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Iranian history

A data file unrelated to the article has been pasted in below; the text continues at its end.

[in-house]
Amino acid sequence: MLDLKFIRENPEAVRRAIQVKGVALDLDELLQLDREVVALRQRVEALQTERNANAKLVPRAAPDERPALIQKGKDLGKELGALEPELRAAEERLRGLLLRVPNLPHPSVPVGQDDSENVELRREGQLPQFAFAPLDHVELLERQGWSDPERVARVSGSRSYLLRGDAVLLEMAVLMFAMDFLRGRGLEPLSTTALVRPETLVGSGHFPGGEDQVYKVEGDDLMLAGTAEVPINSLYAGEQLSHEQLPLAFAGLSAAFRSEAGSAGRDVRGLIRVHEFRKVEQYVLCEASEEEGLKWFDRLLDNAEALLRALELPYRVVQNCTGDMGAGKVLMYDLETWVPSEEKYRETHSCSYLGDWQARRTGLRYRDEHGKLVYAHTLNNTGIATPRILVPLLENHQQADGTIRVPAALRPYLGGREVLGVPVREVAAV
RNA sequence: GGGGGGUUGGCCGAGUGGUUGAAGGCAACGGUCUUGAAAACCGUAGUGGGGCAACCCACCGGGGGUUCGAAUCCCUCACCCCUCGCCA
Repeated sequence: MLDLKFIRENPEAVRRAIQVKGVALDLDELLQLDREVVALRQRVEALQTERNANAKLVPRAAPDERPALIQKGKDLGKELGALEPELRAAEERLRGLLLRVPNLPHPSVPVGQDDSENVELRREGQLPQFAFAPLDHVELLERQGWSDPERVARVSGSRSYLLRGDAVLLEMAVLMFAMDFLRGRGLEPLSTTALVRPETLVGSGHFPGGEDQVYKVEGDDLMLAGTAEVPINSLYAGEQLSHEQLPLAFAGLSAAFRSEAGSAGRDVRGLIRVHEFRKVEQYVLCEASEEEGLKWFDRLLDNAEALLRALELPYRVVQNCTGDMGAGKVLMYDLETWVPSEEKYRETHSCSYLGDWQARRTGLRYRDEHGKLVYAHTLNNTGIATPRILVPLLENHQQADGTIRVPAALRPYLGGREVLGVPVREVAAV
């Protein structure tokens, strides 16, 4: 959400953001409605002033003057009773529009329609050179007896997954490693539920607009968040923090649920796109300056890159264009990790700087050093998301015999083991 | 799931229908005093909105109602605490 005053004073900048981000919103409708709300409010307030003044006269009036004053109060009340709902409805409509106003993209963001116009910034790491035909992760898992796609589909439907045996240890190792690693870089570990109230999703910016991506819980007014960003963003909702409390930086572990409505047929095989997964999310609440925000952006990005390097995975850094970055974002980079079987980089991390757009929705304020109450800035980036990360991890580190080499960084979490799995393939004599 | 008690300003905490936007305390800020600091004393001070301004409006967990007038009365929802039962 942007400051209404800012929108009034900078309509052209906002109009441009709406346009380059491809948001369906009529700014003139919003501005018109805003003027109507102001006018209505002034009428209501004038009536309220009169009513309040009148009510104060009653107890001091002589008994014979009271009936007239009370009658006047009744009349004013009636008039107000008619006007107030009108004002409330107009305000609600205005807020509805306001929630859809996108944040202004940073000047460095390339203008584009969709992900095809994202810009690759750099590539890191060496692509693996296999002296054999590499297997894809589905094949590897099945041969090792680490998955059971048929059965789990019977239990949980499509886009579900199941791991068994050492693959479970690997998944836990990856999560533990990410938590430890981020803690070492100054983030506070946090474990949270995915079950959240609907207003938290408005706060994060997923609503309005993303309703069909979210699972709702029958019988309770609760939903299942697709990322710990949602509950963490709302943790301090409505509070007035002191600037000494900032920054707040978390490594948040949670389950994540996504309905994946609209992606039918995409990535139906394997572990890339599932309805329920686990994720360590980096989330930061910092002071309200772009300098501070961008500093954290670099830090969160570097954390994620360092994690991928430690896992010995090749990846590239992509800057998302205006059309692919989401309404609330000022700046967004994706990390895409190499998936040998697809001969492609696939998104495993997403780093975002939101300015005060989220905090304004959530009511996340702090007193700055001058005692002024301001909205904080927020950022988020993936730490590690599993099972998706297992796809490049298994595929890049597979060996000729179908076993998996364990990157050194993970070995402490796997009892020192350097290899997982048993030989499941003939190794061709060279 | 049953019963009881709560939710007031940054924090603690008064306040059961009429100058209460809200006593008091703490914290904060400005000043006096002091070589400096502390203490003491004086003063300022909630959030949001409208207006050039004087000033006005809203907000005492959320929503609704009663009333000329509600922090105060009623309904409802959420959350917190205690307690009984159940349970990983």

Iranian history represents a rich blend of legend, mythology, recorded fact and living tradition. Several civilizations have risen in various parts of the country at different times, each leaving its own impression on the subsequent development of Iranian history. The oldest known civilization in Iran is that of Elam in the 10th century B.C. and the Assyrians in the 8th century B.C. Other major Iranian civilizations are Media, Achaemenids, Parthians and Sassanians. Unfortunately, most of the landmarks of these civilizations were demolished during the Arab and subsequent Mongol and Tatar invasions. The 16th century Safavids civilizations that has the most lasting number of monuments has inherited from both Persian civilization and its invaders. Many other dynasties and monarchies succeeded the country until the Pahlavi, that was once again demolished by the Islamic Revolution under the leadership of Imam Khomeini, in a way similar to its predecessors. Iran has a long history of almost 7,000 years since the Aryans emigrated to the Iran Heights. Aryans gave their name to this land and called it “land of Aryans” or Iran. Achaemenid appeared in the 550 B.C. was the first unified dynasty and until it was conquered by Alexander of Macedonia (Eskandar e Maghdooni) in 330 B.C., Iran prospered as “The Great Persian Empire” for more than two centuries. Contributions of the Achaemenians to the worlds culture are numerous. Cyrus (Xerxes) The Great (550 B.C.) was the first emperor who conquered Elam and gave Jews freedom. He was also the first one who declared and practiced human rights. In the Great Persia Empire from East China to Libya, many nations were coexisting and all were declared free to pactice their own religion and follow their own traditions and customs. Daryush The Great (500 B.C.) was the first emperor who commited to digging the ancient Suez Channel, joining the Red and Mediteranian sea. There are many landmarks left from the Achaemenian period mostly in Persepolis and Naghshe-rostam near present Shiraz.







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